How do I use my existing investment without spending more money? What are the business objectives and how do I measure cost versus reward whilst balancing risk? The last thing you need is a GEEK.

I would recommend you go with the partner who speaks your language. Chose a partner that you feel comfortable has taken the time to understand your business, a partner that bothers to find out what you need and why you need it. In the same way you select your accountant or your lawyer, chose a partner who wants to be a part of your long term journey, avoid the ones looking to make a quick buck.

If you do your own tax return and write your own employment contracts then my advice is not for you, but if you employ business specialists to assist with taxation and legal then you understand the need for expert advice on complex ever changing matters that are at the heart of your business.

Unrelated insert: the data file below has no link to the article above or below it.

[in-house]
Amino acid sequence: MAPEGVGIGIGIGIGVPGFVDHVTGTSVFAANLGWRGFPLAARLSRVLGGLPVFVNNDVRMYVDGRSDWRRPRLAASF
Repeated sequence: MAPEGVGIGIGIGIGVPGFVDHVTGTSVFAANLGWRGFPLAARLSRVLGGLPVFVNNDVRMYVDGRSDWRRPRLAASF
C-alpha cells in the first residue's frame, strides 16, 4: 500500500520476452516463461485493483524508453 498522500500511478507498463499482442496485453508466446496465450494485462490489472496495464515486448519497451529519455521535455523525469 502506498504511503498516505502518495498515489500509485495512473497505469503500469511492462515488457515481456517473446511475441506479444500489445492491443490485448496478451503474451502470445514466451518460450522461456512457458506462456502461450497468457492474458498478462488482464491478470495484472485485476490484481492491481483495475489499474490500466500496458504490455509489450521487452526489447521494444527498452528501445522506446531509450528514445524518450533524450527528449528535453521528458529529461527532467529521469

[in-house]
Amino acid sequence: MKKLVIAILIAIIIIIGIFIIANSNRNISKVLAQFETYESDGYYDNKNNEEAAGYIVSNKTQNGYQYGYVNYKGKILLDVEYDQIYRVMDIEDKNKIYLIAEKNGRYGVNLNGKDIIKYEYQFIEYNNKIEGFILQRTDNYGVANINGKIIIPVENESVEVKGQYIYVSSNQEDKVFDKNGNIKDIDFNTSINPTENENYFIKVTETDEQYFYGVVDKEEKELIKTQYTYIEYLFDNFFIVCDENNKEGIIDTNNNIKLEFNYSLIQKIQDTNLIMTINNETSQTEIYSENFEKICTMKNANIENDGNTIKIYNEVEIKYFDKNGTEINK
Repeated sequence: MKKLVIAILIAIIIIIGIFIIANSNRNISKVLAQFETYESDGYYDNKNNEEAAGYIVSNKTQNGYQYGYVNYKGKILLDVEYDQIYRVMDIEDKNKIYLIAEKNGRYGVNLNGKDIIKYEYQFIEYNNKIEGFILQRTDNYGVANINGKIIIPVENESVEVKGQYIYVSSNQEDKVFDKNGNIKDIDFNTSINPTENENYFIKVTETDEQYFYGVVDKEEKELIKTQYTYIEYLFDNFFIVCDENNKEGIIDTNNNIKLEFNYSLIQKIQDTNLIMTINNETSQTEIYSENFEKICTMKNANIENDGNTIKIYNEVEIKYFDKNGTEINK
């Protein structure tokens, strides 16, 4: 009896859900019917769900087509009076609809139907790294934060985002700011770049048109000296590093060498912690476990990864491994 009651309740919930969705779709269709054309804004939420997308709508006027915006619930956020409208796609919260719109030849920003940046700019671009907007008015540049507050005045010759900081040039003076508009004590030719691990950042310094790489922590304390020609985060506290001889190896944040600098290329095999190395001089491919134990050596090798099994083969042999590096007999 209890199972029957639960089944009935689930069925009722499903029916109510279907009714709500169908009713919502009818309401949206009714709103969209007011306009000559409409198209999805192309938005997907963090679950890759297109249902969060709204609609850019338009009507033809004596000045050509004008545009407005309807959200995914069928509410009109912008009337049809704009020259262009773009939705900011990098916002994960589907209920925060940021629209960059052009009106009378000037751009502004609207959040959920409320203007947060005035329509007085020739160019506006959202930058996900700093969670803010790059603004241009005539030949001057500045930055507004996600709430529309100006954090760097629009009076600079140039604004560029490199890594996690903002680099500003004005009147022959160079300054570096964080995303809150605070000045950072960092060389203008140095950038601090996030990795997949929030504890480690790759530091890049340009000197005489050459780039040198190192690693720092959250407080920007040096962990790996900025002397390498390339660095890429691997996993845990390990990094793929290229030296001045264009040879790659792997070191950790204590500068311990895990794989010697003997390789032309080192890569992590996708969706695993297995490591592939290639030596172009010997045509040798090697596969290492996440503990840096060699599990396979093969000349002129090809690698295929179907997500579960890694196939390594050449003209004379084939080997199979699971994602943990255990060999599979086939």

The technology dilemma for small business owners is unlikely to change soon. Finding the right balance between productivity, costs and risks will remain a challenge. There will always be:

  1. The things you want to do with technology
  2. The things you have to do with technology; and then
  3. The things you can afford to do with technology

Nothing would make me happier than to help uncomplicate technology for your business and play a small role in supporting you to achieve your business dreams. Please feel free to reach out via direct message or email rutland.smith@au.harveynorman.com

[1] Underserved and Unprepared: The State of SMB Cyber Security in 2019, Vanson Bourne for Continuum